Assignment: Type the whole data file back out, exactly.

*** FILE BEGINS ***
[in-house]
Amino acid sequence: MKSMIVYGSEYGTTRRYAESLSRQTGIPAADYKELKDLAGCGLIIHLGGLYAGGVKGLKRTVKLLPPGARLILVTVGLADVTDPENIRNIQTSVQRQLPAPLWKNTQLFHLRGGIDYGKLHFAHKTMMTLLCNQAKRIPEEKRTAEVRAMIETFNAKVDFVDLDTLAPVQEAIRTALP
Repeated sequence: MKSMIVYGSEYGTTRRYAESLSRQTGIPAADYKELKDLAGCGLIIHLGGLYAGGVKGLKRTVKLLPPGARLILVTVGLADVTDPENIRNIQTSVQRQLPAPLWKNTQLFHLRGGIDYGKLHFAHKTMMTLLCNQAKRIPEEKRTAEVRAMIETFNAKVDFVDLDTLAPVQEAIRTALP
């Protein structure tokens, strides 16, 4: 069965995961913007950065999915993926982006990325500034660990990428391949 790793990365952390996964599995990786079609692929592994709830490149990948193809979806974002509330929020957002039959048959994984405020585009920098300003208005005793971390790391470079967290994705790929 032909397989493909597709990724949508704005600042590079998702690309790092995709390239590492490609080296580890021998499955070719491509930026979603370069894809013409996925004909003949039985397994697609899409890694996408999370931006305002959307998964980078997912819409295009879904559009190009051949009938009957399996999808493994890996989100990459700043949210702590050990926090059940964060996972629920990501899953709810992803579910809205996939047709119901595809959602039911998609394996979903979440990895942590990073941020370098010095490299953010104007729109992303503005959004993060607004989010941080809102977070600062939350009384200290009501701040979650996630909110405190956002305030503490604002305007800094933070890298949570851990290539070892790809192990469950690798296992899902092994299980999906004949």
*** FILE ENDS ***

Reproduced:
[in-house]
Amino acid sequence: MKSMIVYGSEYGTTRRYAESLSRQTGIPAADYKELKDLAGCGLIIHLGGLYAGGVKGLKRTVKLLPPGARLILVTVGLADVTDPENIRNIQTSVQRQLPAPLWKNTQLFHLRGGIDYGKLHFAHKTMMTLLCNQAKRIPEEKRTAEVRAMIETFNAKVDFVDLDTLAPVQEAIRTALP
Repeated sequence: MKSMIVYGSEYGTTRRYAESLSRQTGIPAADYKELKDLAGCGLIIHLGGLYAGGVKGLKRTVKLLPPGARLILVTVGLADVTDPENIRNIQTSVQRQLPAPLWKNTQLFHLRGGIDYGKLHFAHKTMMTLLCNQAKRIPEEKRTAEVRAMIETFNAKVDFVDLDTLAPVQEAIRTALP
């Protein structure tokens, strides 16, 4: 069965995961913007950065999915993926982006990325500034660990990428391949 790793990365952390996964599995990786079609692929592994709830490149990948193809979806974002509330929020957002039959048959994984405020585009920098300003208005005793971390790391470079967290994705790929 032909397989493909597709990724949508704005600042590079998702690309790092995709390239590492490609080296580890021998499955070719491509930026979603370069894809013409996925004909003949039985397994697609899409890694996408999370931006305002959307998964980078997912819409295009879904559009190009051949009938009957399996999808493994890996989100990459700043949210702590050990926090059940964060996972629920990501899953709810992803579910809205996939047709119901595809959602039911998609394996979903979440990895942590990073941020370098010095490299953010104007729109992303503005959004993060607004989010941080809102977070600062939350009384200290009501701040979650996630909110405190956002305030503490604002305007800094933070890298949570851990290539070892790809192990469950690798296992899902092994299980999906004949």